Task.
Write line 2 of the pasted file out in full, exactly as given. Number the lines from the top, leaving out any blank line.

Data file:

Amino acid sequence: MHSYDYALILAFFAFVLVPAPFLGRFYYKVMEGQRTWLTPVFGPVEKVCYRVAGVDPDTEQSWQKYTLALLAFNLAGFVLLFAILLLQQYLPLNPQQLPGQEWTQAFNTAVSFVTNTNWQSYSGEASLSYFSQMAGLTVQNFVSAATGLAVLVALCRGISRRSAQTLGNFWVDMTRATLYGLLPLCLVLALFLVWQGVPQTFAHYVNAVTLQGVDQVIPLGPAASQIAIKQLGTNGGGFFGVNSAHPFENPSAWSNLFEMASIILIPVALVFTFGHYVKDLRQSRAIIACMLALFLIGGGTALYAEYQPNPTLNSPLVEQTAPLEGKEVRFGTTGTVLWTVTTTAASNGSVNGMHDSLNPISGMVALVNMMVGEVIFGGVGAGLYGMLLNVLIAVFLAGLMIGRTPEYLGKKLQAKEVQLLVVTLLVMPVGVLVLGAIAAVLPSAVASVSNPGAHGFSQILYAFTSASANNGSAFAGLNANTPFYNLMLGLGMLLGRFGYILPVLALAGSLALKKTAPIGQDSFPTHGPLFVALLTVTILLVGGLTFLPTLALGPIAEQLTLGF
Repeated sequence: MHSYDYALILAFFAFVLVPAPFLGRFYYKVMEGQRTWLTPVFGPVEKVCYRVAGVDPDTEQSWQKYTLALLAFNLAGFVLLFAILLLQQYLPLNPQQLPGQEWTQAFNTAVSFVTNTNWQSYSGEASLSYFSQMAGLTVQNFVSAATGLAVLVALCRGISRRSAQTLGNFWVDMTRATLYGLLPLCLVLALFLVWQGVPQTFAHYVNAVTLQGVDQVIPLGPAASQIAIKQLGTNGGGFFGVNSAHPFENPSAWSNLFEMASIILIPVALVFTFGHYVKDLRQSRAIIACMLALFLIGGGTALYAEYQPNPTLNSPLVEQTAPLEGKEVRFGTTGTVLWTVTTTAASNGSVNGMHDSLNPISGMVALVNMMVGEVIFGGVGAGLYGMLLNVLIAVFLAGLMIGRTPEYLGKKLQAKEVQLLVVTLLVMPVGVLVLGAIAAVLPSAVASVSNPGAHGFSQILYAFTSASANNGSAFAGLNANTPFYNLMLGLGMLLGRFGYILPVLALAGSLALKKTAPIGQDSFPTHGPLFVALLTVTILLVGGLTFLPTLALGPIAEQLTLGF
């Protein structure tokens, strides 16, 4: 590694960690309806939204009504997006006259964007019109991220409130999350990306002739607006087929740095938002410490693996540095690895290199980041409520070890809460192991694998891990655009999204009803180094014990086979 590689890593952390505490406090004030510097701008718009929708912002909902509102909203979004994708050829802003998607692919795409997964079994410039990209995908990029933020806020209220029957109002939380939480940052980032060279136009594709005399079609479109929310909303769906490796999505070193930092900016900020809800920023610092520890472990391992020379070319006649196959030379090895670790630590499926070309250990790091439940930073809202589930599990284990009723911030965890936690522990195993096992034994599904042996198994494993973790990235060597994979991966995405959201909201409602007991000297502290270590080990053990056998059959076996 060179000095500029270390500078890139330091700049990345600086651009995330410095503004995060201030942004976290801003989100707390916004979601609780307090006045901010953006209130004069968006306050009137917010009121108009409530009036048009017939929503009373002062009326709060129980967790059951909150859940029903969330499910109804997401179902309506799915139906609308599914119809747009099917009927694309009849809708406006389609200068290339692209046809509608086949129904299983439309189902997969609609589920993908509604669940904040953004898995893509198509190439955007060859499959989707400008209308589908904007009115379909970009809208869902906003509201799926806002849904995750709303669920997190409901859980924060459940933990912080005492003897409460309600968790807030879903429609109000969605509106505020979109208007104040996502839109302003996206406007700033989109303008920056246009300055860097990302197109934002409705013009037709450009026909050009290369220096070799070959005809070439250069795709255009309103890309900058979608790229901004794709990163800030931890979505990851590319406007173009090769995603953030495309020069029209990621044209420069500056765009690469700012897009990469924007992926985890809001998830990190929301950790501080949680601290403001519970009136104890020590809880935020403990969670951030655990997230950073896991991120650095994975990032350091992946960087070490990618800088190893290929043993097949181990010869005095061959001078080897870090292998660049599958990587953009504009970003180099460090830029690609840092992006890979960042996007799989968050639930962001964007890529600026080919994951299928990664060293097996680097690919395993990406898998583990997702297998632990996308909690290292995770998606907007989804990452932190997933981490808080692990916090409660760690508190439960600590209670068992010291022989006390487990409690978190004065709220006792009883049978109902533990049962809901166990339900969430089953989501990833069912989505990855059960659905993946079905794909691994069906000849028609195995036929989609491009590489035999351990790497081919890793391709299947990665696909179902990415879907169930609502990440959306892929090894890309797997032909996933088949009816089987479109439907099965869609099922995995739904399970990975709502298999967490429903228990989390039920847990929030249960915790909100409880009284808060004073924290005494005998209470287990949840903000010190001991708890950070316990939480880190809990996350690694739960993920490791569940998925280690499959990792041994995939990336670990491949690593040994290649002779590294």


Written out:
Repeated sequence: MHSYDYALILAFFAFVLVPAPFLGRFYYKVMEGQRTWLTPVFGPVEKVCYRVAGVDPDTEQSWQKYTLALLAFNLAGFVLLFAILLLQQYLPLNPQQLPGQEWTQAFNTAVSFVTNTNWQSYSGEASLSYFSQMAGLTVQNFVSAATGLAVLVALCRGISRRSAQTLGNFWVDMTRATLYGLLPLCLVLALFLVWQGVPQTFAHYVNAVTLQGVDQVIPLGPAASQIAIKQLGTNGGGFFGVNSAHPFENPSAWSNLFEMASIILIPVALVFTFGHYVKDLRQSRAIIACMLALFLIGGGTALYAEYQPNPTLNSPLVEQTAPLEGKEVRFGTTGTVLWTVTTTAASNGSVNGMHDSLNPISGMVALVNMMVGEVIFGGVGAGLYGMLLNVLIAVFLAGLMIGRTPEYLGKKLQAKEVQLLVVTLLVMPVGVLVLGAIAAVLPSAVASVSNPGAHGFSQILYAFTSASANNGSAFAGLNANTPFYNLMLGLGMLLGRFGYILPVLALAGSLALKKTAPIGQDSFPTHGPLFVALLTVTILLVGGLTFLPTLALGPIAEQLTLGF